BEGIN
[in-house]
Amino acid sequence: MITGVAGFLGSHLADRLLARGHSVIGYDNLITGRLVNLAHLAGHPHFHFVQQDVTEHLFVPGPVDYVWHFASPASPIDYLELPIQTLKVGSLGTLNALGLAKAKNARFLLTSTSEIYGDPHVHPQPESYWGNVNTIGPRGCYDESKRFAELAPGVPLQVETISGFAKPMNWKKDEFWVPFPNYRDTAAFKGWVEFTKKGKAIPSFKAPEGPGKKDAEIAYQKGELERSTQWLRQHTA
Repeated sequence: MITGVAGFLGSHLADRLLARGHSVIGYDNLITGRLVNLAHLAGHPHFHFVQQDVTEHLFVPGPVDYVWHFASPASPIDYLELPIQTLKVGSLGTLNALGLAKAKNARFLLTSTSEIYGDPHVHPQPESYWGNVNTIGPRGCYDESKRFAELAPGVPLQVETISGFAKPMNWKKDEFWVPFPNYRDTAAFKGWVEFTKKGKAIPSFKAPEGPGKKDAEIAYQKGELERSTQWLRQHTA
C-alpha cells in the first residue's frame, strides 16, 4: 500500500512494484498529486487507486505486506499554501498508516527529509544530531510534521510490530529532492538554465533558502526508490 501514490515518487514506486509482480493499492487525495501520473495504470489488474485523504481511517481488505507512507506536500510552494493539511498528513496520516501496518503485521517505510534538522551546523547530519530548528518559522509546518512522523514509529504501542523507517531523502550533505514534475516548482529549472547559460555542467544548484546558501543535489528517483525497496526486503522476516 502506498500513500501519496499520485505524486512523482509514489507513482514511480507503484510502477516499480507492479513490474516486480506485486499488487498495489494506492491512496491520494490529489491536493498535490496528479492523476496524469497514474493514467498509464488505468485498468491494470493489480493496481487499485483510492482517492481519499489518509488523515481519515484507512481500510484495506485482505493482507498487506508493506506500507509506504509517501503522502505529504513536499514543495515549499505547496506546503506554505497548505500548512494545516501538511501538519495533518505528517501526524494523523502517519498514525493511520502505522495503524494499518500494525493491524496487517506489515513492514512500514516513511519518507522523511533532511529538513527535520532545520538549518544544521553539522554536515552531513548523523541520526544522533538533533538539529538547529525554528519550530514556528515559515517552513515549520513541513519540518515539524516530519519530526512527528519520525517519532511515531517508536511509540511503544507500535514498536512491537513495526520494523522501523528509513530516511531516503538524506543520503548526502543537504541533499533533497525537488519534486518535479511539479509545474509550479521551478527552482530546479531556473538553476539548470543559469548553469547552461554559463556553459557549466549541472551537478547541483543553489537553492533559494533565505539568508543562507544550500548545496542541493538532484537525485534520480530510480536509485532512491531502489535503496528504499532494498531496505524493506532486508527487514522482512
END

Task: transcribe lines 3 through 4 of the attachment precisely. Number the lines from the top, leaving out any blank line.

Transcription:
Repeated sequence: MITGVAGFLGSHLADRLLARGHSVIGYDNLITGRLVNLAHLAGHPHFHFVQQDVTEHLFVPGPVDYVWHFASPASPIDYLELPIQTLKVGSLGTLNALGLAKAKNARFLLTSTSEIYGDPHVHPQPESYWGNVNTIGPRGCYDESKRFAELAPGVPLQVETISGFAKPMNWKKDEFWVPFPNYRDTAAFKGWVEFTKKGKAIPSFKAPEGPGKKDAEIAYQKGELERSTQWLRQHTA
C-alpha cells in the first residue's frame, strides 16, 4: 500500500512494484498529486487507486505486506499554501498508516527529509544530531510534521510490530529532492538554465533558502526508490 501514490515518487514506486509482480493499492487525495501520473495504470489488474485523504481511517481488505507512507506536500510552494493539511498528513496520516501496518503485521517505510534538522551546523547530519530548528518559522509546518512522523514509529504501542523507517531523502550533505514534475516548482529549472547559460555542467544548484546558501543535489528517483525497496526486503522476516 502506498500513500501519496499520485505524486512523482509514489507513482514511480507503484510502477516499480507492479513490474516486480506485486499488487498495489494506492491512496491520494490529489491536493498535490496528479492523476496524469497514474493514467498509464488505468485498468491494470493489480493496481487499485483510492482517492481519499489518509488523515481519515484507512481500510484495506485482505493482507498487506508493506506500507509506504509517501503522502505529504513536499514543495515549499505547496506546503506554505497548505500548512494545516501538511501538519495533518505528517501526524494523523502517519498514525493511520502505522495503524494499518500494525493491524496487517506489515513492514512500514516513511519518507522523511533532511529538513527535520532545520538549518544544521553539522554536515552531513548523523541520526544522533538533533538539529538547529525554528519550530514556528515559515517552513515549520513541513519540518515539524516530519519530526512527528519520525517519532511515531517508536511509540511503544507500535514498536512491537513495526520494523522501523528509513530516511531516503538524506543520503548526502543537504541533499533533497525537488519534486518535479511539479509545474509550479521551478527552482530546479531556473538553476539548470543559469548553469547552461554559463556553459557549466549541472551537478547541483543553489537553492533559494533565505539568508543562507544550500548545496542541493538532484537525485534520480530510480536509485532512491531502489535503496528504499532494498531496505524493506532486508527487514522482512